Making world/vrml a standard.

Jan Hardenbergh (
Fri, 10 Feb 95 17:25:00 E

I got curious about what it would take to use world/vrml as a
real MIME content type/subtype. Having participated a little
in the ANSI/PHIGS process and a lot in the X/PEX process,
I wanted to see what was actually involved in making VRML
a standard.

It seems as though getting a content type of "world" will be
a bigger process than actually making VRML a standard. It also
seems to be a separate process. I'd like to see 3D on par with video, etc!

I got a couple of interesting responses to questions. This one
sums up everything I've received. -Jan

From: Keith Moore <>
Subject: Re: Advice on making a new content type?
In-Reply-To: Your message of "Fri, 10 Feb 1995 09:37:16 PST."
Date: Fri, 10 Feb 1995 14:52:39 -0500

Jan Hardenbergh <> writes:

> To: postel <postel@ISI.EDU>
> Subject: Advice on making a new content type?
> Date: Fri, 10 Feb 95 12:23:00 E
> Thanx you very much. The content type "world" (for 3D geometry) is
> not a content type.
> Is it realistic to submit an RFC soon and have a BOF in April in Danvers?
> We are interested in making VRML a standard content subtype of a "world"
> content type. ( There is currently a lot of
> experimentation, but it lacks focus, I think.
> Should there be one RFC to justify 3D as a content type and one for VRML
> as a subtype?

To which Jon Postel <> replies:

> Well you should first develop the specification and have it discussed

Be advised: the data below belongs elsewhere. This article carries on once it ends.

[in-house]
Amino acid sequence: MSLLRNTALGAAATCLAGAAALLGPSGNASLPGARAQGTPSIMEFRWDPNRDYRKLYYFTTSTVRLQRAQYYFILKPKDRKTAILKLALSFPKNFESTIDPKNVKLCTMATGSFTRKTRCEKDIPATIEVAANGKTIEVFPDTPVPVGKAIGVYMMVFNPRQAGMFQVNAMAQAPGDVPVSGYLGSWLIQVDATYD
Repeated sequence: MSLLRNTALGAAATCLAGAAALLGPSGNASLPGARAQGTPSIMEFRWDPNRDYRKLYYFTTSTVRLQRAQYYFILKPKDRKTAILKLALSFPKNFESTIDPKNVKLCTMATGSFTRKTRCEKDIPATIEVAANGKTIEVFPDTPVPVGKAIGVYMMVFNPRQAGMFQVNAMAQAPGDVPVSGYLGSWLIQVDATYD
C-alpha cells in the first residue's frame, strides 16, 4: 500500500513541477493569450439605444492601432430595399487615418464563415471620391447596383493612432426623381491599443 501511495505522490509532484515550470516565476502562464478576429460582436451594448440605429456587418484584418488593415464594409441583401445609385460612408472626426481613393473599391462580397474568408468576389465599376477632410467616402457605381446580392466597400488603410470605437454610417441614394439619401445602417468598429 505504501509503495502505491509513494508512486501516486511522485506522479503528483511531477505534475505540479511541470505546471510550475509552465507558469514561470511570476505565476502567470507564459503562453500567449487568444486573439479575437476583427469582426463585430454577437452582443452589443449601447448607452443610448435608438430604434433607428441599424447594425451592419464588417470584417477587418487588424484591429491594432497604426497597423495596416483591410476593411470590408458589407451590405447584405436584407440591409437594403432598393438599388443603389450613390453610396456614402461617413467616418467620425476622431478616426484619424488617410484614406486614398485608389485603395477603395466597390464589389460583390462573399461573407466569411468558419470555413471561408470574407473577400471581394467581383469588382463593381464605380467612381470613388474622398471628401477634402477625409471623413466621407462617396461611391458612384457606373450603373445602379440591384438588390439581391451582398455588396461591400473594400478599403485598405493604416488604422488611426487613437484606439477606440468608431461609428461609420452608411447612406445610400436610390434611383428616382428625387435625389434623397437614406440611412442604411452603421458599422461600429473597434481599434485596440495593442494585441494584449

> by the folks on the <> mailing list.

My reading of RFC 1521 is that a new top-level type (unlike a new
subtype) MUST be defined by an Internet standards track protocol. So
you would need to submit an Internet-Draft document proposing the new
type, and get the IESG to charter a working group to consider it.

Top-level MIME types exist to allow some default behavior for all
members of the subtype (when details of the subtype aren't known) by
mail user agents and/or gateways.

For instance:

"text/foo; charset=bar" can be treated by a user agent as
"text/plain; charset=bar" if the user agent doesn't
know what to do with text/foo.

"image/*" body parts can be deleted by a gateway that knows its
destination environment cannot support images (as in a voice
mail system)

"audio/*" body parts can be deleted by a mail-to-fax gateway.

For this scheme to work, the number of top-level types must be kept
small, so that gateways and user agents can keep up.

My own opinion is that new top-level types should NOT be approved
unless (a) there is some default behavior that could reasonably be
applied to all of its subtypes, and (b) objects from the new type do
not fit well into any existing top-level type.

This might or might not be the case for the intended use of "world".
(Though even if there is a need for a new top-level type here, "world"
appears to be a poor name for it. I'd much prefer something that
gives a better idea of what kinds of things fit into the type.)


P.S. I'm not opposed to new top-level types in general, since I have
seen categories of objects where a new top-level type seems
appropriate. As an example: consider an "interactive" type where the
normal use of the type requires the recipient to interact with it.
Examples: interactive/telnet-session, interactive/library-catalog,
interactive/irc-channel, interactive/mud.

============================================================ end of stuff.

YON,, Jan C. Hardenbergh, Oki Advanced Products 508-460-8655 =|= 100 Nickerson Rd. Marlborough, MA 01776
Imagination is more important than knowledge - Albert Einstein (1879-1955)